Washington Evening Journal
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Washington, IA 52353
FAIRFIELD — The McElhinny House in Fairfield was packed Monday afternoon with residents eager to learn about locals’ involvement in the Underground Railroad that helped escaped slaves find freedom.
The date of June 20 was chosen for the program to coincide with the observance of the new federal holiday of Juneteenth, which celebrates the end of slavery in America.
The Carnegie Historical Museum put on the program, which included hearing from history buffs and people affiliated with historic preservation organizations talk about abolitionists from Jefferson County and the surrounding area. Carnegie Historical Museum Director Mark Shafer said he invited a cross-section of people to speak about different aspects of the abolitionist movement in Fairfield, Keosauqua, Mt. Pleasant and other towns.
“I’m trying to lay the groundwork for regional cooperation so we can develop our own Freedom Trail and a driving tour of Iowa Wesleyan, where a woman born into slavery was the first Black graduate of the college,” Shafer said. “There’s a rich tapestry of opportunity for developing historic tourism.”
Herb Shafer, Mark’s brother, spoke about the Home Missionary Society and its activities in Bentonsport. In the few decades before the Civil War, the society’s missionaries had three principal objectives, and they were to promote universal education and oppose saloons and slavery. As the missionaries headed west across the country, they wrote letters back to the home office in New York about the progress they were making and about the values of the people they encountered.
Herb said that, in the 1840s, being an abolitionist in Iowa was considered “detestable” and that such people were regarded as “troublemakers” for wanting to upset the social order. He said this was because the state received settlers from the southern United States where slavery was allowed. However, through the work of anti-slavery missionaries and the Fugitive Slave Act of 1850 that required slaves be returned to their owners even if they were in a free state, Iowans turned more sharply against slavery.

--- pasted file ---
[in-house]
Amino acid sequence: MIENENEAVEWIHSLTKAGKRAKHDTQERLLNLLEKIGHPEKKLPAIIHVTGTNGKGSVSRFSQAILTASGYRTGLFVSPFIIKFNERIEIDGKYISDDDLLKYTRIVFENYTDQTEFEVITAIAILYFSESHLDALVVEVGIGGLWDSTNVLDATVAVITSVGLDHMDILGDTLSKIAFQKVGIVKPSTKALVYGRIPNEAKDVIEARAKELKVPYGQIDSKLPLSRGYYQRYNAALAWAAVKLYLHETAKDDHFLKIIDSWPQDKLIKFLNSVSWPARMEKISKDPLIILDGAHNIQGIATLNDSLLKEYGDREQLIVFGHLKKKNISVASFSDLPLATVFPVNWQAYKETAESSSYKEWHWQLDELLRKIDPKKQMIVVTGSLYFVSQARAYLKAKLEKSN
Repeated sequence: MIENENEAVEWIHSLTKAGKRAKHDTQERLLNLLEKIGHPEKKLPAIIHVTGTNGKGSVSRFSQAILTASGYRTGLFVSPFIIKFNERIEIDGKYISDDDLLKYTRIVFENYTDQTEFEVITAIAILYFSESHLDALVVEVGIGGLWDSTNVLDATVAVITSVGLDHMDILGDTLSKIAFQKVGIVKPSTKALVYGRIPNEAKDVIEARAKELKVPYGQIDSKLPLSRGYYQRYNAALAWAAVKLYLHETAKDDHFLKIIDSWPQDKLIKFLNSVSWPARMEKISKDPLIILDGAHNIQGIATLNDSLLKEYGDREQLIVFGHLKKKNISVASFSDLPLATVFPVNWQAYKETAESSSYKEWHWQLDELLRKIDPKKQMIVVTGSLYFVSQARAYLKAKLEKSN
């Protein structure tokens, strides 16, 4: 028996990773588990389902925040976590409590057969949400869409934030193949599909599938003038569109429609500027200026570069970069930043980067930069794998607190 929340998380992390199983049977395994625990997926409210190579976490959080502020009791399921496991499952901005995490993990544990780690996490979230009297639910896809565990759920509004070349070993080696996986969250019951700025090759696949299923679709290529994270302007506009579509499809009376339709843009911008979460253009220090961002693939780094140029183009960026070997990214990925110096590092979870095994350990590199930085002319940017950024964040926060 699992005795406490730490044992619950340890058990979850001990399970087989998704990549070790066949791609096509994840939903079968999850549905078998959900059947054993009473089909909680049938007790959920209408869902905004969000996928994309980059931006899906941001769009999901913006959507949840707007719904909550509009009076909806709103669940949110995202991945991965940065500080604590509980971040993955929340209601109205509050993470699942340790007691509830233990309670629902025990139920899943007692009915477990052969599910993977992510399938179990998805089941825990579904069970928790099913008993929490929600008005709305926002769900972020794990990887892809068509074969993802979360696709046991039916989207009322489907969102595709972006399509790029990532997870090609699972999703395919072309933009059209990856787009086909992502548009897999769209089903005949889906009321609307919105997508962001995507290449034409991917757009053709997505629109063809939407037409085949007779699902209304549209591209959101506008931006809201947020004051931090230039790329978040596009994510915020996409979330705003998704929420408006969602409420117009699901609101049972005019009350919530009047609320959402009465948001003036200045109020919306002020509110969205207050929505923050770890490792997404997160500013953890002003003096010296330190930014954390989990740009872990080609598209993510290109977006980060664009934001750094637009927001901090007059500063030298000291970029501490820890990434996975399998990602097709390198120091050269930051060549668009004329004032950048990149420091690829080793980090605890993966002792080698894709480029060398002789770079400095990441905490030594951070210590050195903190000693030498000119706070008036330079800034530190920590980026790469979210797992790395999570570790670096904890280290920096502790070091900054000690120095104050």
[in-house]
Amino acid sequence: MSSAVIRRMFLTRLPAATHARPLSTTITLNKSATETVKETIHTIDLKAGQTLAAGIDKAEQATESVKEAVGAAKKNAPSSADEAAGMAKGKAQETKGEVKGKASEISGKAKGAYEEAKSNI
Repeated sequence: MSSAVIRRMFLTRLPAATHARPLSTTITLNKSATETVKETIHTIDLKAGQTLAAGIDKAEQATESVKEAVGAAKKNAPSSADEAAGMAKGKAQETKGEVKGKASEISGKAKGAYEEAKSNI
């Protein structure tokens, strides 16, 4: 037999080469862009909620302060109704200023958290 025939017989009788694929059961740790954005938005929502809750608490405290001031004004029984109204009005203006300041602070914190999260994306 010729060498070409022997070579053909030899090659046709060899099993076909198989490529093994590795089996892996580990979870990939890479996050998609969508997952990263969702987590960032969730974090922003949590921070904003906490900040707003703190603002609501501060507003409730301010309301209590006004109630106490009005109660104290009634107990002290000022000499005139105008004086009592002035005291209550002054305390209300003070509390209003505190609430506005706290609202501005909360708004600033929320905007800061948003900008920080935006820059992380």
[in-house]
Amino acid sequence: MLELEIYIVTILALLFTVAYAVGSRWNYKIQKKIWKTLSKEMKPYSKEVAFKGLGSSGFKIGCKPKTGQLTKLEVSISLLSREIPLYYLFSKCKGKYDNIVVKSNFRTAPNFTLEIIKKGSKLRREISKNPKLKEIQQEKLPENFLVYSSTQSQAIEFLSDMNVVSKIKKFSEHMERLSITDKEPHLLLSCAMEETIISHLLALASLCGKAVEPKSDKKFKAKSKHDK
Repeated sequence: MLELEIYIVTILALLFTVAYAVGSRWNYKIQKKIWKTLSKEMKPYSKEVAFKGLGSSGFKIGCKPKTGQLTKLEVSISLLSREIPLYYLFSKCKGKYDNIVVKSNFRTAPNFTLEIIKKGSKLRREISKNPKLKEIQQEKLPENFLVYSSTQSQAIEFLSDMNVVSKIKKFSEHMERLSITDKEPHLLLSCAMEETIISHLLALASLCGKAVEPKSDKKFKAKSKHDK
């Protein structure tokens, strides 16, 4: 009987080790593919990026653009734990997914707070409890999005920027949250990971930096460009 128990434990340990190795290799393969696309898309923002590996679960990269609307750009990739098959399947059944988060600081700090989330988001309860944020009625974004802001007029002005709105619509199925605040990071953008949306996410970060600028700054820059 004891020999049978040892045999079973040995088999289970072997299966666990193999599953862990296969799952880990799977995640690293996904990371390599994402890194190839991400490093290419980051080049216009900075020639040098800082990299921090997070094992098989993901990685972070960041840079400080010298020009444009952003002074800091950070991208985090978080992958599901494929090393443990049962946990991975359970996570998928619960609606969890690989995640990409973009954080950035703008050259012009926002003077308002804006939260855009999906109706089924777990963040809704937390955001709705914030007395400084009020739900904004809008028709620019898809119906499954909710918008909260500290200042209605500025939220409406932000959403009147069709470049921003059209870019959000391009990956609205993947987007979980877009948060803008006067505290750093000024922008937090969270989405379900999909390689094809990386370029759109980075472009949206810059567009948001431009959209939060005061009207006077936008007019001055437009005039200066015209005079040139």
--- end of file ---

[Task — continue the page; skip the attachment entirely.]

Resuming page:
Herb spoke about how certain churches in the area were known for their abolitionist teachings, which included helping runaway slaves. Among these churches were the Free Methodists, Quakers and Congregationalists. He spoke about a Congregationalist pastor in Farmington who was threatened by locals, who believed he was responsible for encouraging runaway slaves to pass through.
“They threatened to burn their church house, which had been completed just six months before,” Herb said. “They threatened to burn the mills and businesses of the Congregationalist church members, all in the name of putting down their radical views. It was not a pleasant thing to be an abolitionist in those early days.”
Christie Daugherty, a volunteer with the Pearson House in Keosauqua, dressed in a period outfit while speaking about Keosauqua’s connection to the Underground Railroad. She spoke about how Keosauqua, just 8 miles from the Missouri border, was often involved in disputes between slave bounty hunters and locals who tried to hide them. She told one anecdote about a group of bounty hunters who had come to the area in search of runaway slaves, and assumed they would receive help from the local residents who had roots in the South. Instead, the locals tricked them by giving them false information so they were not able to capture the runaways.
Joy Lapp of the Henry County Historic Preservation Commission spoke about Mt. Pleasant’s role in the abolitionist movement. She spoke about Samuel Howe, whose house was a station along the Underground Railroad. However, not everyone appreciated Howe’s efforts in helping freedom-seekers.
“He was bitterly hated and had to endure the wickedest persecution,” said Lapp, reading from a letter written by Howe’s son after his death. “His property was destroyed, his stock stolen, and emissaries were sent to take his life, and finally he was brutally mobbed by the pro-slavery ruffians in the streets of Mt. Pleasant.”
Call Andy Hallman at 641-575-0135 or email him at email@example.com